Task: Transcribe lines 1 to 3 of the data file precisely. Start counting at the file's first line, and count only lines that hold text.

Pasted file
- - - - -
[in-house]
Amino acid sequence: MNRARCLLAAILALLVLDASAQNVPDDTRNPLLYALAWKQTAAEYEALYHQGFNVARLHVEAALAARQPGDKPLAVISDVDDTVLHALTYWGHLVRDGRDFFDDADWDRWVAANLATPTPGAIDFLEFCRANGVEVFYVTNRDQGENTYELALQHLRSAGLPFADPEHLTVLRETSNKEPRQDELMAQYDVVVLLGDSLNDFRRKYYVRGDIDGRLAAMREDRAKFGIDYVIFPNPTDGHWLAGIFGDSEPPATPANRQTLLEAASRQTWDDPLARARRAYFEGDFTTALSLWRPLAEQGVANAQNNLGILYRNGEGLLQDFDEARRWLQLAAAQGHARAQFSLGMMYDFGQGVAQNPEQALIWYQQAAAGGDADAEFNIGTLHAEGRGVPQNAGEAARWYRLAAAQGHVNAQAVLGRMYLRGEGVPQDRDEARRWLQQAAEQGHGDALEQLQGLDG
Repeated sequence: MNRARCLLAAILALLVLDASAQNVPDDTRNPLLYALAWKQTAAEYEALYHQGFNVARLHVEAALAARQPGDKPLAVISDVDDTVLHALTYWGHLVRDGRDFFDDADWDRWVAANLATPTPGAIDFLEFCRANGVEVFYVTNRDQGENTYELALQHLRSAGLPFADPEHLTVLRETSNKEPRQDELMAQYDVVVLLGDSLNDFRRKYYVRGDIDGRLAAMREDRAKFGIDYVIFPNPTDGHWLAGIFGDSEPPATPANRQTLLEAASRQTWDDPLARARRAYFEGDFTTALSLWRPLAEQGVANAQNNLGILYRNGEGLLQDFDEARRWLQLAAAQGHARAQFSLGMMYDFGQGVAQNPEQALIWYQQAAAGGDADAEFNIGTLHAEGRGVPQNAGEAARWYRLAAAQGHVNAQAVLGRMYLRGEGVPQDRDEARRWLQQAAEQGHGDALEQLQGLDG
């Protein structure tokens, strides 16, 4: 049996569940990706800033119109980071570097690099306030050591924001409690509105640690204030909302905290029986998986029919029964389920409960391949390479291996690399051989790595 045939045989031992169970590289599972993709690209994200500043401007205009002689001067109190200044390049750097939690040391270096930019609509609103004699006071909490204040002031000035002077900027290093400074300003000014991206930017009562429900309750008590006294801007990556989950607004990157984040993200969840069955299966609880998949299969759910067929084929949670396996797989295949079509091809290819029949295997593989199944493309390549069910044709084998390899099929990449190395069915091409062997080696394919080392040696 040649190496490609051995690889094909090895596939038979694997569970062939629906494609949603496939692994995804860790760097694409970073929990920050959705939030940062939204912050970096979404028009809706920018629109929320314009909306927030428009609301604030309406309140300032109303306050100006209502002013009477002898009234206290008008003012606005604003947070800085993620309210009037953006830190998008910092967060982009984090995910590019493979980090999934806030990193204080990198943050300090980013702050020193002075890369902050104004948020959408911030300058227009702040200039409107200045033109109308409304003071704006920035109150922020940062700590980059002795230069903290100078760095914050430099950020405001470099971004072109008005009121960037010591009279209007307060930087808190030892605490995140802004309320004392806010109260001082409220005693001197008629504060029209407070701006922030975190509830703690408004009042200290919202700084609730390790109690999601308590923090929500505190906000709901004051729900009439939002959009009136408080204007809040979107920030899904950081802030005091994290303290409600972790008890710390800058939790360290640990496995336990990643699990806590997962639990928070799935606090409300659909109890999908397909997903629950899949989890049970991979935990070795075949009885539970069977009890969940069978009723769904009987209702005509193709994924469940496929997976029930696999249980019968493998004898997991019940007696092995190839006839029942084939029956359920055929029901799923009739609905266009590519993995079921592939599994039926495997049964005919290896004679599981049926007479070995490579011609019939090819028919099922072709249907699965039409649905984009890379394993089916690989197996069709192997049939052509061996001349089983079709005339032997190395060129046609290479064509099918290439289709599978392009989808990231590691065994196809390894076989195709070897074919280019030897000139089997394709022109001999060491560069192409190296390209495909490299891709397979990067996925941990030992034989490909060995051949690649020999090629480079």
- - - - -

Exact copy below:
[in-house]
Amino acid sequence: MNRARCLLAAILALLVLDASAQNVPDDTRNPLLYALAWKQTAAEYEALYHQGFNVARLHVEAALAARQPGDKPLAVISDVDDTVLHALTYWGHLVRDGRDFFDDADWDRWVAANLATPTPGAIDFLEFCRANGVEVFYVTNRDQGENTYELALQHLRSAGLPFADPEHLTVLRETSNKEPRQDELMAQYDVVVLLGDSLNDFRRKYYVRGDIDGRLAAMREDRAKFGIDYVIFPNPTDGHWLAGIFGDSEPPATPANRQTLLEAASRQTWDDPLARARRAYFEGDFTTALSLWRPLAEQGVANAQNNLGILYRNGEGLLQDFDEARRWLQLAAAQGHARAQFSLGMMYDFGQGVAQNPEQALIWYQQAAAGGDADAEFNIGTLHAEGRGVPQNAGEAARWYRLAAAQGHVNAQAVLGRMYLRGEGVPQDRDEARRWLQQAAEQGHGDALEQLQGLDG
Repeated sequence: MNRARCLLAAILALLVLDASAQNVPDDTRNPLLYALAWKQTAAEYEALYHQGFNVARLHVEAALAARQPGDKPLAVISDVDDTVLHALTYWGHLVRDGRDFFDDADWDRWVAANLATPTPGAIDFLEFCRANGVEVFYVTNRDQGENTYELALQHLRSAGLPFADPEHLTVLRETSNKEPRQDELMAQYDVVVLLGDSLNDFRRKYYVRGDIDGRLAAMREDRAKFGIDYVIFPNPTDGHWLAGIFGDSEPPATPANRQTLLEAASRQTWDDPLARARRAYFEGDFTTALSLWRPLAEQGVANAQNNLGILYRNGEGLLQDFDEARRWLQLAAAQGHARAQFSLGMMYDFGQGVAQNPEQALIWYQQAAAGGDADAEFNIGTLHAEGRGVPQNAGEAARWYRLAAAQGHVNAQAVLGRMYLRGEGVPQDRDEARRWLQQAAEQGHGDALEQLQGLDG